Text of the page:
August 18 2017
One runner shares her long history with ultrarunning and explains how the sport helped her heal from a major surgical mistake.
They say life is like a marathon. What they don’t tell you is that in that marathon of life, how you run the race inevitably changes thanks to the unavoidable aging process. But fear not! While there are some differences in each decade of your running career, there are lots of things to look forward to as you get older, too (and not just velour track suits). Behold, your running past, present and future:
Ah, youth. When you’re a kid, running is pure happiness. Running means games of tag, Saturday morning soccer and speeding through the sprinklers. The only competition you face is an elementary school fun run and who can get to the ice cream truck first. Basically, running is SO MUCH FUN.
Your high-school running years are all about trying out the different track teams. Maybe you’re a sprinter, or maybe cross-country calls to you. Or maybe teams aren’t your thing and you prefer to run on your own while you listen to your angsty teenage playlist and imagine finally telling your crush how you feel. Either way, your hormonal teen years are the time when you first fall madly, deeply in love with running. Not to mention this is the golden age when you can get away with more neon, spandex and leggings-as-real-pants than you will for the rest of your life-enjoy it while you can.
Your 20s can be a real rollercoaster in your running career. While there may be times when you let your workouts slide (cough, discovering the joys of happy hour, cough), this is also the decade where many runners become serious enough to train for their first big race. This is the ideal time to try out a half or go for a full-on marathon; at this age you have the fitness, time and self-confidence to believe you can do anything. One final note: this will also be the only time in your life you have the stamina to go out on a Friday night and then rally for a long run on Saturday morning, so cherish it.
Related: Running in Your Twenties
This decade can be a whirlwind, thanks to life-changers like new jobs, marriage and kids. For some runners, that might mean scaling back on workouts thanks to major time constraints. But those same changes can light a fire under you, too. Your 30s are when you become more organized and determined; you learn how to schedule your workouts the same way you schedule your kids’ activities or deadlines at work to make sure they’re prioritized. You may also adopt a bit of the superwoman complex that often plagues women, but in a good way- you want to give 100% to every aspect of your life and feel inspired to train for a new distance or try out a triathlon. Not to mention if you have kids, stroller running will add a whole new dimension to your workouts—be prepared for some seriously envy—inducing biceps.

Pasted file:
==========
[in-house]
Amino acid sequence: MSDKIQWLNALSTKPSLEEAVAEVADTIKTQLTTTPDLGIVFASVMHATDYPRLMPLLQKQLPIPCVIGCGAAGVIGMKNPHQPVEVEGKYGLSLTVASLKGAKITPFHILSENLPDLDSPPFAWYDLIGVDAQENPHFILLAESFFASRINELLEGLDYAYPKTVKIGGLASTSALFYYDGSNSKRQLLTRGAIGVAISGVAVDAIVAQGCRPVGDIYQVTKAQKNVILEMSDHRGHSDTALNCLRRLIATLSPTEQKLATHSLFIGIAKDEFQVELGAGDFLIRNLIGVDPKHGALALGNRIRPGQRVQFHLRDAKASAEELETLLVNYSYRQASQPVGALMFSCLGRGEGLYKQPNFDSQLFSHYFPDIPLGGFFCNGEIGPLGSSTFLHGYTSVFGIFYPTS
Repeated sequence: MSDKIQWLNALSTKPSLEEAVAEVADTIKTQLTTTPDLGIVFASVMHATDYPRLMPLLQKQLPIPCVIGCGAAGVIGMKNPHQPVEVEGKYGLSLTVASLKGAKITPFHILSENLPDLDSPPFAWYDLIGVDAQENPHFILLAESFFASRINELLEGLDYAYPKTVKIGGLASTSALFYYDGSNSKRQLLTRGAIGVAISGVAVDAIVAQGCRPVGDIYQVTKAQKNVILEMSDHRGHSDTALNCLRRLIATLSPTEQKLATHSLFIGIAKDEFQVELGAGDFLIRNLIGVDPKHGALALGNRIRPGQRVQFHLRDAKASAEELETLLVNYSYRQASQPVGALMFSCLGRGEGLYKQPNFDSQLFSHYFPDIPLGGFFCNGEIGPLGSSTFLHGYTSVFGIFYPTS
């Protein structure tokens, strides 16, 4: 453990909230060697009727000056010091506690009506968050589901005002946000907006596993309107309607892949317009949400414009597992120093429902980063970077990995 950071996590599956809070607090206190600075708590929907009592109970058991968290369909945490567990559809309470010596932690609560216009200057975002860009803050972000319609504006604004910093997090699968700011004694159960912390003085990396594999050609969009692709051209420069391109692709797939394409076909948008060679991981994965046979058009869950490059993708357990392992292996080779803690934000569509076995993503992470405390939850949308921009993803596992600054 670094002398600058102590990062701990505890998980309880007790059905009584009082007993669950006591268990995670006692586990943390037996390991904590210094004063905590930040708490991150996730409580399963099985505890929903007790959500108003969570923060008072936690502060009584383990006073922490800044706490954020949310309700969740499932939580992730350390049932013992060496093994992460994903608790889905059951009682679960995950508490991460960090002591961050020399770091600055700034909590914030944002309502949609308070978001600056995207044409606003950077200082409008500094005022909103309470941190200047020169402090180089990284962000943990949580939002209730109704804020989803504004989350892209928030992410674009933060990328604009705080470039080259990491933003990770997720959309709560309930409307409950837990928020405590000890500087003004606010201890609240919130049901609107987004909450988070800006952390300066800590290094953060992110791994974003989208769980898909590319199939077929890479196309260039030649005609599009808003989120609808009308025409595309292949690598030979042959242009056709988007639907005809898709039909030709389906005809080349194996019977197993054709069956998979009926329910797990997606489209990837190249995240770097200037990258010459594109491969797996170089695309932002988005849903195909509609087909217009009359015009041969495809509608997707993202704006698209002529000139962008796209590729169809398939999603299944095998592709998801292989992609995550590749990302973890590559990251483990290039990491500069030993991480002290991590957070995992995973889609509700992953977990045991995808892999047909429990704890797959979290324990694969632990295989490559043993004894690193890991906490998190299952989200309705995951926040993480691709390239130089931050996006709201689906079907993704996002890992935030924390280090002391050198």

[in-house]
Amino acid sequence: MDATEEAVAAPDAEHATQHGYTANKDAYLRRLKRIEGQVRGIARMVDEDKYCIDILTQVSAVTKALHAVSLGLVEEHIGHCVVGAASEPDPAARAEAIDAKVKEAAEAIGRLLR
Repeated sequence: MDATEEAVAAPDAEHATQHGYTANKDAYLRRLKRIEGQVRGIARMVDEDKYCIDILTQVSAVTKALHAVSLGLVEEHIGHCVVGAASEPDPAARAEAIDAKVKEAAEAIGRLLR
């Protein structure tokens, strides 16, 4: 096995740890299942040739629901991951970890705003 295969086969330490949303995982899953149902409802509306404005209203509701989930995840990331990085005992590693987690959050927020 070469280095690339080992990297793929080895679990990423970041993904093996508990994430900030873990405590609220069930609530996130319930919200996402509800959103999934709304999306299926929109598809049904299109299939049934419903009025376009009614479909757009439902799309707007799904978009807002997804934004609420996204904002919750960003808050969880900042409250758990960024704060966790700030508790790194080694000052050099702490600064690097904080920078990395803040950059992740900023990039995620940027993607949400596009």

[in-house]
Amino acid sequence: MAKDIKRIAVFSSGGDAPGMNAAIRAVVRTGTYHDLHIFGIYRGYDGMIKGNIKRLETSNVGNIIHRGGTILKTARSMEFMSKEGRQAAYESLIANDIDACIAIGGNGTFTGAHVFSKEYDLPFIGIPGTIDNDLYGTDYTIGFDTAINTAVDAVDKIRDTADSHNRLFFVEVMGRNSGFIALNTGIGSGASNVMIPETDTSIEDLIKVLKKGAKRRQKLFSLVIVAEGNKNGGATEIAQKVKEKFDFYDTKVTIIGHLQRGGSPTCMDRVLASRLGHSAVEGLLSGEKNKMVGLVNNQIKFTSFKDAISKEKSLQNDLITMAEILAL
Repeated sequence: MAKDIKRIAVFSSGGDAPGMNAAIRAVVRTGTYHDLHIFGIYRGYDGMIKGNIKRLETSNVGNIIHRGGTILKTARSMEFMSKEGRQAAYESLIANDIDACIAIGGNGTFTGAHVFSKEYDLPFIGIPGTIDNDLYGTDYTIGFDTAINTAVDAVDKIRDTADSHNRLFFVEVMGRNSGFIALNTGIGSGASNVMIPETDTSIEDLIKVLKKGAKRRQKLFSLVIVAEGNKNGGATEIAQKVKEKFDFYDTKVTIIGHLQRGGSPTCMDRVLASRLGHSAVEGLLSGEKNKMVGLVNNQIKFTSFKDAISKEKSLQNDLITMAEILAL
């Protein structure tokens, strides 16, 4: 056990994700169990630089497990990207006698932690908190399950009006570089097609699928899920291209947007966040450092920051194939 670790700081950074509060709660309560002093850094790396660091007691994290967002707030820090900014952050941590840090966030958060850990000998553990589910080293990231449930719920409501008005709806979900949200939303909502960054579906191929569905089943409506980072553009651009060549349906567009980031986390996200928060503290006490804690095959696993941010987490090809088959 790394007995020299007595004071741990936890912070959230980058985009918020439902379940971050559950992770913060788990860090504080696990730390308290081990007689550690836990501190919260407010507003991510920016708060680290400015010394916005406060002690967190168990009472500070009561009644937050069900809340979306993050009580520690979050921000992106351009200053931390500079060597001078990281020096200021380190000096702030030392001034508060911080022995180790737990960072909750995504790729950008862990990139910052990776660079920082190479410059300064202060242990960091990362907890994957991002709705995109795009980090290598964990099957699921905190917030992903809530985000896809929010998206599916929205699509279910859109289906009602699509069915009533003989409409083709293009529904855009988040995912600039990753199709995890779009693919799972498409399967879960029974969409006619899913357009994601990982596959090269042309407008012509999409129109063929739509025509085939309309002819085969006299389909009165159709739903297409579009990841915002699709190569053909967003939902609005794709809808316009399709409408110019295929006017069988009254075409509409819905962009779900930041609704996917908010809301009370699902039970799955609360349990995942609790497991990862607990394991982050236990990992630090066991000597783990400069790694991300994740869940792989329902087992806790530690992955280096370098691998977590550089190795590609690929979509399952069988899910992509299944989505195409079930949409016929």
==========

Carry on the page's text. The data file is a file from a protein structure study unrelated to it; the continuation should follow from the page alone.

Related: Running In Your Thirties
No mid-life crisis here—turning the big 4-0 means dominating in a new age group, setting yourself up to combat the negative effects of aging, and continuing to look your best in your skinny jeans (no mom jeans here, thank you very much). Your 40s are a golden age for running- your kids are a bit older, you’re more settled in your career, and there’s a (little) more time to focus on yourself. That’s why this is the time when runners may decide to change their mileage goals or sign up for a challenging race. Even though your metabolism is slowing down, you don’t have to; you may have to spend a little more time in the weight room and be a bit more regimented with your diet, but it’ll be well worth it when everyone around you is starting to gain weight or become more sedentary while you’re setting PRs in better shape than ever.
Related: Running In Your Forties
There’s something magical that happens when you hit this decade. At the halfway point in your life you probably feel a lot more comfortable in your skin, and you care less about what other people think. So while runners at this age might slow down a little, the good news is it doesn’t matter because running becomes more about fun and personal satisfaction than keeping up with younger runners. Older runners are also wiser runners; they know better and don’t mess around with sun protection, bone health or cross-training. You may develop a few post-run aches and pains you don’t remember having before (seriously, are your knees actually creaking?) but investing in an economy-size bottle of ibuprofen will ease them and help you continue to invest in your healthy future.
Related: Running In Your Fifties
While retirement may be on the horizon, slowing down isn’t. Ok, technically your pace might be slightly more sluggish, but your drive and enthusiasm is still in full force. With more free time as your career winds down and the kids off to or out of college, many sixtyish runners commit to the sport more than ever. Not to mention you’re experienced in both the sport and life; you know what works for you on the roads, but you also have the smarts and humility to know when things need tweaking. And while non-runners your age might be heading towards hip replacements, you’re heading towards the high school track with the hip teenagers- not too shabby for 60.
Related: Running In Your Sixties and Beyond
70s and beyond
Tween track stars? Mid-twenties marathoners? They ain’t got nothing on runners in this decade. While many of your fellow septuagenarians have retired to a life of powerwalking the mall, over-70 runners are not only growing in numbers, they’re kicking ass. These aging athletes aren’t just slow-jogging around the track; you’re running multiple miles a day and racing 5ks, half marathons and more. And while you may be chasing the ice cream truck for the bone-strengthening calcium now, running is still as much fun as it was when you were a kid.